A simple job turns into a corporate espionage case for two goons.
Directed by Steven Soderbergh
Starring Don Cheadle, Benicio Del Toro, and David Harbour
Review by Jon Kissel
Goynes begins No Sudden Move as an unwelcome interloper, fresh out of jail and persona non grata amongst those he used to run with. Recruited for an ostensibly simple job alongside Ronald Russo (Benicio Del Toro), he’s only asked to babysit a family while dad Matt Wertz (David Harbour) is taken to his office at GM to retrieve a document. When the document is missing and Wertz does a bad job faking it, Goynes stops the family from being executed by killing the would-be executioner (Kieran Culkin). Bonded by necessity but not by trust to Russo, Goynes sees that the only way out of this is to retrieve and sell the document themselves. Thieves being fundamentally stupid, as Elmore Leonard would say, Russo and Goynes make their own lives more difficult by being reckless in Russo’s case, by being greedy in Goynes’ case, and by being quick to double-cross the other when working in sync might’ve improved their chances of success. What saves Goynes from being a straight anti-hero is his constant refrain of having land stolen from him and his need to get it back, a dilemma that rhymes with a backdrop of ‘urban renewal’ that is relocating a thriving Black Detroit population in the flimsy name of progress.
That backdrop of burgeoning postwar development and buyouts and discriminatory lending is fascinating but mostly out of place in No Sudden Move, a film with circuitous plotting that has too many ideas and not enough focus. I credit this as Solomon wondering how long it’s going to be before he’s sent back into the hack studio mines, so he needs to cram all his thoughts about redlining, upper class falseness, and corporate corruption into a single film. Ed Norton’s Motherless Brooklyn got a lot of worthy mileage out of New York racist redevelopment, and I’m always game for anything about the inherent bullshit of manicured neighborhoods and the insular meritocracy that goes with it, but this isn’t it. Just because a tossed-off line is included doesn’t mean a film has anything to say. No Sudden Move spends a good amount of time with the Wertz family long after they’ve served their plot purpose, but there’s only the thinness of a failed marriage and a disillusioned teenage son. Goynes’ housing observations are distinct from the main plot, and could be cut out wholesale at the cost of a slight hardening of his character. No Sudden Move’s scattershot approach to theme means it doesn’t hit hard on much of anything.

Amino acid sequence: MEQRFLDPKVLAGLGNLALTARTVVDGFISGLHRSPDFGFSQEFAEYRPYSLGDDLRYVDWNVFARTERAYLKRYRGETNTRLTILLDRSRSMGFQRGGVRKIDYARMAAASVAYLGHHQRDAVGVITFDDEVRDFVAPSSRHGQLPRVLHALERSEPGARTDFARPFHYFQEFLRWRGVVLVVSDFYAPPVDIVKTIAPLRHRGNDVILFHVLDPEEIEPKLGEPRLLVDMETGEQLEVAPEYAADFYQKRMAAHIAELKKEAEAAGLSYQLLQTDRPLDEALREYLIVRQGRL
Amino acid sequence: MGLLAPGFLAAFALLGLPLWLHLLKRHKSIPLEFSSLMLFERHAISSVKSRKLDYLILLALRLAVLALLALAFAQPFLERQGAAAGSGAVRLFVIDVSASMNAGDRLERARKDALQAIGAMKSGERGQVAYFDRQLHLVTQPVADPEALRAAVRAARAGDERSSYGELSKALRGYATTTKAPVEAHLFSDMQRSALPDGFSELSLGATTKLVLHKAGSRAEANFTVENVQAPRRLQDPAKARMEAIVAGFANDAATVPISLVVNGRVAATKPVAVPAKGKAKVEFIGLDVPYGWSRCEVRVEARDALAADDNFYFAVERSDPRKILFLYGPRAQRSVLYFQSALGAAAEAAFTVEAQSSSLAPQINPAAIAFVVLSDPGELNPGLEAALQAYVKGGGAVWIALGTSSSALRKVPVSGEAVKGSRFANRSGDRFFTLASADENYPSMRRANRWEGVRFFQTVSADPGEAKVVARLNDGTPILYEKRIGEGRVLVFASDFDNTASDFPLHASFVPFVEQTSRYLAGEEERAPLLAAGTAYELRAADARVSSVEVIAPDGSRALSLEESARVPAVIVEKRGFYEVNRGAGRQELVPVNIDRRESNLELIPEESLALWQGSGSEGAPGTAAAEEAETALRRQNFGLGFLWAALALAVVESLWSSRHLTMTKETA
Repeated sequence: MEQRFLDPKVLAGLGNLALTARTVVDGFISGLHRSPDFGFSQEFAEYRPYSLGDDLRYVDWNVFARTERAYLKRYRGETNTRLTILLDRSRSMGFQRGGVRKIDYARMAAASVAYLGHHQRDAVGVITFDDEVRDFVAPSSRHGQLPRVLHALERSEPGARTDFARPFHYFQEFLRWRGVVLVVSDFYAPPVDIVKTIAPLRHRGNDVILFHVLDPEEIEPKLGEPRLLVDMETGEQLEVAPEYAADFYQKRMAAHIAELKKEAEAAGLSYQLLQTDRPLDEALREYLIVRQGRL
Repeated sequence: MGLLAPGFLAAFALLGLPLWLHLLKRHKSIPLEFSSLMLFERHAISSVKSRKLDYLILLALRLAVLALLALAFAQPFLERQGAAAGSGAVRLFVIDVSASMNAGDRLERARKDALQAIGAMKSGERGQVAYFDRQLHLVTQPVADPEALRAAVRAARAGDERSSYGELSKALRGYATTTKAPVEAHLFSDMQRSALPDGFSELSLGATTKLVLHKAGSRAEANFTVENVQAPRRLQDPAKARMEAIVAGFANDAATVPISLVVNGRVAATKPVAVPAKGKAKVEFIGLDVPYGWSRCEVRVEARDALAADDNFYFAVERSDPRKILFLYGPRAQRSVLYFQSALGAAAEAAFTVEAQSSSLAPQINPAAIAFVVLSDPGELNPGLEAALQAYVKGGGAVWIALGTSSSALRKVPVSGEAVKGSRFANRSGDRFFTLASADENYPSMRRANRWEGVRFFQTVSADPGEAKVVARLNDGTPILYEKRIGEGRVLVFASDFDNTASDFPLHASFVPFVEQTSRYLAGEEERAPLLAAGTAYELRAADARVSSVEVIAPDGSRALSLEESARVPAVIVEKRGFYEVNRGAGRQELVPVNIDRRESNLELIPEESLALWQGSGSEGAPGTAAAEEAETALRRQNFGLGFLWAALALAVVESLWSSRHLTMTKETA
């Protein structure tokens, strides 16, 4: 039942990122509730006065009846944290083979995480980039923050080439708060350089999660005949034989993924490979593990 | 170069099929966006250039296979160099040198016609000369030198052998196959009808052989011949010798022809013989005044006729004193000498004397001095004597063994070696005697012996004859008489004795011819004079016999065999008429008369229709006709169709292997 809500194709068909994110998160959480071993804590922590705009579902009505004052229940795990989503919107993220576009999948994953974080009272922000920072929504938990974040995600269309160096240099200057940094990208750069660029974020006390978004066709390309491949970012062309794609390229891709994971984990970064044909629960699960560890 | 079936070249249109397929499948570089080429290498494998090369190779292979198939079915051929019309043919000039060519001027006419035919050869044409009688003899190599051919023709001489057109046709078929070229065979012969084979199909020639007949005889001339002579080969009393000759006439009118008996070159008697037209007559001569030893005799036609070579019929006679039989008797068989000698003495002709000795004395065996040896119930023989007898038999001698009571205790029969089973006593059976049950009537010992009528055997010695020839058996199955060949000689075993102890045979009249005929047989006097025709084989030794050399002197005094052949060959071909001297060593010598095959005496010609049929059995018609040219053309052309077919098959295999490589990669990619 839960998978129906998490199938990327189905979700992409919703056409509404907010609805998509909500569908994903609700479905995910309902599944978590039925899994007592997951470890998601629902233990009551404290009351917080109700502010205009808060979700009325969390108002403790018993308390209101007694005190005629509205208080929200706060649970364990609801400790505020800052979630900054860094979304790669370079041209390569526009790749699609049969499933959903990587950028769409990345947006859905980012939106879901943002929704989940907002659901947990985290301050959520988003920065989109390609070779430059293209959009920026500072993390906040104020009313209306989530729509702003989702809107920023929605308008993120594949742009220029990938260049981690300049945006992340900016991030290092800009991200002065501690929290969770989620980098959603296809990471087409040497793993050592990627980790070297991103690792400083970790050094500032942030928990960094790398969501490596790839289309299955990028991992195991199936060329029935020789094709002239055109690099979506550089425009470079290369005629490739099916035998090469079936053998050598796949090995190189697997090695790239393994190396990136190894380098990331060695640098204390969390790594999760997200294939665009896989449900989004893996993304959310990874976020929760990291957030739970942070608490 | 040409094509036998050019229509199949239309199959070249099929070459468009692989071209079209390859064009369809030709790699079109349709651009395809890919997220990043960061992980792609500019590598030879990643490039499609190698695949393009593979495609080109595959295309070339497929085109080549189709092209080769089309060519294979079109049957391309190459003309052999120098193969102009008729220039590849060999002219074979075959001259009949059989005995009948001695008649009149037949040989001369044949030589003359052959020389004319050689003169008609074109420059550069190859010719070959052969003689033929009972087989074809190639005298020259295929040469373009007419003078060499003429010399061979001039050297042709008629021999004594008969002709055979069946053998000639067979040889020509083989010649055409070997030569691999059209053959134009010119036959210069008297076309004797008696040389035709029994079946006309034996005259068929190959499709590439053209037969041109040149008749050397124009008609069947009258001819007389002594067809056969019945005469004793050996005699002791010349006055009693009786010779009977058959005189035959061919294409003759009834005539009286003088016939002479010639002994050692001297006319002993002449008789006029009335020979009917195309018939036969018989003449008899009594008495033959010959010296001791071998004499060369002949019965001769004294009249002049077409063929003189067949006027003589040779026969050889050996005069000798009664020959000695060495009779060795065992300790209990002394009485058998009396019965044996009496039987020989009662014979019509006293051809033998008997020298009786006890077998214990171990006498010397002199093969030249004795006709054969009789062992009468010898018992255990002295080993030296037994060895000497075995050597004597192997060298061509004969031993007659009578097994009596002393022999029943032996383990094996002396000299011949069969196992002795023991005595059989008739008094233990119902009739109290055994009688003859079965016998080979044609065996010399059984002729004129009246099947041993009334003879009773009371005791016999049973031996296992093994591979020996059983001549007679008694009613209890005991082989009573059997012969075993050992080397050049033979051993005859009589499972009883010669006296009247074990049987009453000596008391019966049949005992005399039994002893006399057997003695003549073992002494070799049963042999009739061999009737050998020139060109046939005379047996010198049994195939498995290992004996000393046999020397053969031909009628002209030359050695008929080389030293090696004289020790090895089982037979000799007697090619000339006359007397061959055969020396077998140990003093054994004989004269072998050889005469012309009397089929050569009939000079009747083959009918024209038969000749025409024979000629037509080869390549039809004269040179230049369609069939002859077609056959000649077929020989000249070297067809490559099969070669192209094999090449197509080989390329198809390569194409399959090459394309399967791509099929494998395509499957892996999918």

This amiable if thin heist film does have enough to recommend it, even if it’s not up to Soderbergh’s usual standard. This is primarily thanks to the talent that a person like Soderbergh can draw. Cheadle and Del Toro make a great team, with the latter’s eccentricity complementing the former’s frustration. Matt Damon’s late cameo as the mastermind is a fun surprise for an actor who does a lot of these kinds of roles, and his embodiment of a man too powerful to care but anal enough to want to debrief with the men who are robbing him is very much how I imagine certain master-of-the-universe types. Sympathetic actor of the moment Brendan Fraser is a welcome presence as a mob heavy, as is the imperious Bill Duke, capable of making a man walk away from $125k with a look. Harbour’s sweaty fecklessness is a good look for him, and Julia Fox continues to be a compelling presence as the underestimated partner to bad men. No Sudden Move provides no shortage of actors who can elevate the script.
No Sudden Move’s evocative setting, deep cast, and solid central plot add up to a quietly competent film that had the potential to be more than that. I usually go hard for Soderbergh, especially in his current period of hypercompetence and class anxiety, but this qualifies as minor. By all means, assemble a master filmmaker and a stellar cast and let them go, but this doesn’t have the punch that all that talent should result in. I can’t help but think the guy responsible for Dennis Hopper as King Koopa is somehow to blame. B-